How To Be A Good Listener

Has anyone ever told you that your ears are beautiful? Even sexy? I’ll let you in on a little secret: your ears just may be the most attractive part of your body. No, God didn’t make ears physically appealing. In fact, they seem to look the best when they blend into the background. While nobody notices ears, everyone is attracted to a good listener.

How ironic it is that you can major in communications and never take a class on one of the most fundamental aspects of communication—listening. Our focus is always on talking and sharing. If we are all learning to talk, who is learning to listen?

Perhaps the most powerful mode of sharing the gospel, saving your marriage, and making friends is learning to truly listen to others. We feel loved by those who take the time to hear our story and who care enough to ask insightful questions.

Much of my job at Authentic Intimacy is to teach through writing, speaking, and radio. I am aware of the fact that I have nothing to teach unless I’ve first listened—listened to the pain of others, listened to experts for their advice, and listened to the Lord for his direction. The day I stop listening is the day I’ll run out helpful things to say.

Although it’s not taught in a college course, listening is a skill that every one of us can develop and cultivate. Here are three ways you can become a better listener.

1. Become Curious

Every single person you meet is interesting. I mean that. On the surface, they may drone on and on about something you don’t care about, but underneath is a story—an interesting story—if you take the time to dig for it. For me, the first step to listening is finding something to be curious about. My curiosity makes listening genuine, not just a social nicety.

Your curiosity will lead you to ask questions that go beyond “How was your day?” or “What do you do for a living?” After 20 years of marriage, I still want to be curious about my husband. I want to know what God is teaching him, what he is looking forward to, and what made him laugh today. I’d love to meet a stranger and immediately become curious about his or her story. I am curious about why people make different decisions than I would. Instead of arguing my point, I want to know why they believe differently than I do.

When a person senses that you are genuinely interested in them, they will be drawn to you. Whether a good friend or a perfect stranger, showing an interest is a wonderful way to love through listening.

2. Give Eye Contact

Because we can’t gauge listening by looking at someone’s ears, we look at their eyes. Your son may insist he is listening, but you won’t believe it if he’s looking at his phone throughout your conversation. How are you at giving someone your undivided attention and eye contact?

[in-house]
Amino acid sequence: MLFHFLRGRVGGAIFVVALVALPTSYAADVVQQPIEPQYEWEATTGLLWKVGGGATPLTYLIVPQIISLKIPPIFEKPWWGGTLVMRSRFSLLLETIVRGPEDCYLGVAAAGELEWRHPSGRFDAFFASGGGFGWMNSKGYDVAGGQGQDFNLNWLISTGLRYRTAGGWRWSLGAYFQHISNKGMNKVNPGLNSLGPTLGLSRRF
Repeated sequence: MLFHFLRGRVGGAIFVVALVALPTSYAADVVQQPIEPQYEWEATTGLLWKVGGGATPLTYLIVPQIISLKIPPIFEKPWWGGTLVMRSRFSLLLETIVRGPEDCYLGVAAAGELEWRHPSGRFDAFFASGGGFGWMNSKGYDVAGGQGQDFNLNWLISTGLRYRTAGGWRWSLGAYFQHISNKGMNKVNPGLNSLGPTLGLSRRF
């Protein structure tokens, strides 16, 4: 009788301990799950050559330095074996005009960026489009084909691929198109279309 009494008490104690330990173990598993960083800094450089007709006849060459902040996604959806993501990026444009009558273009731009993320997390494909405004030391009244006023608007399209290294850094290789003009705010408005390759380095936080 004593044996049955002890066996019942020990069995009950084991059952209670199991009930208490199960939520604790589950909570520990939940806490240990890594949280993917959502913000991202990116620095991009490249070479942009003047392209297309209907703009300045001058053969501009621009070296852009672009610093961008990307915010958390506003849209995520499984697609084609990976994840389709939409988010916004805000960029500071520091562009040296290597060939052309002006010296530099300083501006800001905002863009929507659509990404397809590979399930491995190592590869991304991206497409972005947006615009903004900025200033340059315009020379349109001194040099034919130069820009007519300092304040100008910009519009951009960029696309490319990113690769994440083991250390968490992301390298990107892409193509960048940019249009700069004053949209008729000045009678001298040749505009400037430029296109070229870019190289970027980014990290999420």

My parents tell me that when I was about 18 months old, I developed a strange habit. Whenever an adult would hold me or sit next to me, I would take their face in my chubby little hands and move it so they were looking directly at me. I guess even then I was training to be a psychologist! As a child, I intuitively understood the connection of looking someone directly in the eye.

We show our children, spouses, friends, and even strangers respect when we give them our focused attention. With our eyes we say, “I’m truly interested in hearing you. I care about what you have to say.”

I want my three boys to learn how to give other people eye contact. One of the ways I’ve done this is to challenging them to staring contests. Even a five-year-old will look you directly in the eyes for 30 seconds if you make it a game! So, if you feel uncomfortable with eye contact or have trouble focusing without getting distracted, challenge a friend to a staring contest. It’s a fun way to build the skills of a good listener.

3. Go Beyond the Words You Hear

Becoming a good listener means hearing more than what the other person is saying. We only communicate a portion of what we want to express through words. The rest comes through body language, tone, and even silence.

When you are listening, reflect back to the other person something beyond the words they just said. “It sounds like you’re really discouraged about work.” “That must have been a difficult conversation.” “I can see why that is hard to put into words.” “You’ve been waiting a long time to hear this news!” Statements like these tell a person that you’ve not just listened with your ears, but also with your heart.

In the world of social media and texting, the art of truly hearing is quickly disappearing. As much as you want to tell your story, don’t forget to ask other people for theirs. Perhaps the greatest gift you can give those in your life is to put to use those two beautiful things sticking on the sides of your head.

Publish Date: September 28, 2015